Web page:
maybe it is about money but who cares? if i had the chance i’d do it to!

  15. “That the introduction warns ‘it is an account of my career to date rather than an autobiography of my life'”

    Wonder how many Autobiographies he’ll be writing in the years to come :D

  16. I am currently in Iraq. I am very fond of Mr. Lewis. I enjoyed watching all his races and I am very thrilled at his first season finish with Mercedez Benz. What about the Soldiers serving in Iraq? I could not get any tickets for next years race, the tickets are sold out……Mr. Lewis is the best and the next TIGER WOODS of car racing………….


  17. Scary thing happened had an e’m from Mclaren asking if I was interested in a signed copy of Lewis’s bio(cv?) – well I still coudn’t see the worth in it apart from in the years too come?? – it may be collectable?? – maybe for my 3yr old grandson maybe – I hope that I am proved through time that he is one of the greats – but that will take a long time – especially after Schummi’s practise today

  18. Hi there,
    I am a huge Lewis-fan from Holland. I have read this book and I know there are lots of books about Lewis available now.
    I am looking for a complete list of “Hamilton-books” available.
    Can anyone help me ?

    Thanks !

    Friendly regards,

  19. Hi Marco – you’ll find it here:

    Best gifts for F1 fans: Books (2/5)

  20. Daniel Prentice
    1st October 2008, 12:19

    Daniel Prentice and family we are in the book lewis s fans i am wearing the pink hat
    the book is great i am in it

  21. Wow..there always seems to be an air of resentment when you keith talk about Lewis.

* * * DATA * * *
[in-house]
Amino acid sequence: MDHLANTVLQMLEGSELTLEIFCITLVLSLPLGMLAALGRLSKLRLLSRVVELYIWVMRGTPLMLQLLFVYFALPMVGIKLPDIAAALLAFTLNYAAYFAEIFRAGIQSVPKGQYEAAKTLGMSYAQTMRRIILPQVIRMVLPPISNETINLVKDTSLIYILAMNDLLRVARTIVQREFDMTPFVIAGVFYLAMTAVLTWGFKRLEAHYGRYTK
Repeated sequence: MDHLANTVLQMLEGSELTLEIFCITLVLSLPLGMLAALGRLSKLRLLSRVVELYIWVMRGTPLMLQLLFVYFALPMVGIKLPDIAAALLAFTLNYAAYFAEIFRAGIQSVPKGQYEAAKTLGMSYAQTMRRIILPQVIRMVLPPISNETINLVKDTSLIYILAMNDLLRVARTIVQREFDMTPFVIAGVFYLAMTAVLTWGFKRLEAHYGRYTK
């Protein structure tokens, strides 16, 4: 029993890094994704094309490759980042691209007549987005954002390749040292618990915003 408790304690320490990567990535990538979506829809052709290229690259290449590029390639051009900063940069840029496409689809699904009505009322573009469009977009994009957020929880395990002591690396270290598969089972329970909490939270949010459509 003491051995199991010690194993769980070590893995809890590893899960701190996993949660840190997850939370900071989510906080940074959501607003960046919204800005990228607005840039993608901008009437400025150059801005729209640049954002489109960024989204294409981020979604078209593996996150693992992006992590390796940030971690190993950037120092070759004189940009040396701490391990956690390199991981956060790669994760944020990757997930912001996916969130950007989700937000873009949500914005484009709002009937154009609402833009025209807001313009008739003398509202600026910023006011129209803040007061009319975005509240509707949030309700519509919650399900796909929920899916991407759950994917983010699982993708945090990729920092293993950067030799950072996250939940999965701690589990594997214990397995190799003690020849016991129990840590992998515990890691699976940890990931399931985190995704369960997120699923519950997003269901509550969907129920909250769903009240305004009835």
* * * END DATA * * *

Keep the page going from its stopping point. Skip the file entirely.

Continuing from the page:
-Its always been obvious that you are not one who likes the lad very much. Your assessments of him always inc a few personal snipes.

    IF that is the case, its a shame that you cant remain professionally impartial.

    1. This book’s rubbish.

      I’ve got nothing against Lewis Hamilton.

      1. I can’t see any ‘personal snipes’ in this article at all. The only thing I’ve gathered from this article is that I won’t be buying this book. :)

      2. I wouldn’t worry about it Keith, your articles always come across as fair, balanced and without bias, the whole reason I come here and follow you on Twitter. There’s always fanbois, some, usually Teflonso’s and Schueys are more vociferos than others, others quietly state they prefer this driver to that one. Keep it up Keith, long may your site continue.

      3. Keith Collantine, you wouldn’t know a good book even if it was thrown in your face. This book is a good read, I found out loads about Hamilton I didn’t know before.

        1. It’s obviously now five years since I read the book and I don’t think I’ve picked it up once in the intervening period. Actually, no, I have, but that was when I moved house.

          Whereas I’ve referred to another Hamilton biography released around the same time – Mark Hughes’ “Lewis Hamilton: The Full Story” – several times since then. I think that’s a pretty good indication of which is better.

          But, as I wrote in the review, it’s not simply a case of which book has the most new information in. This one should have stood head and shoulders among the others that were released at the time because it was the only one that had access to its subject. Instead it adds only a fairly superficial level of insight into Lewis Hamilton. Which is why I regularly tell people to read “The Full Story” instead of this.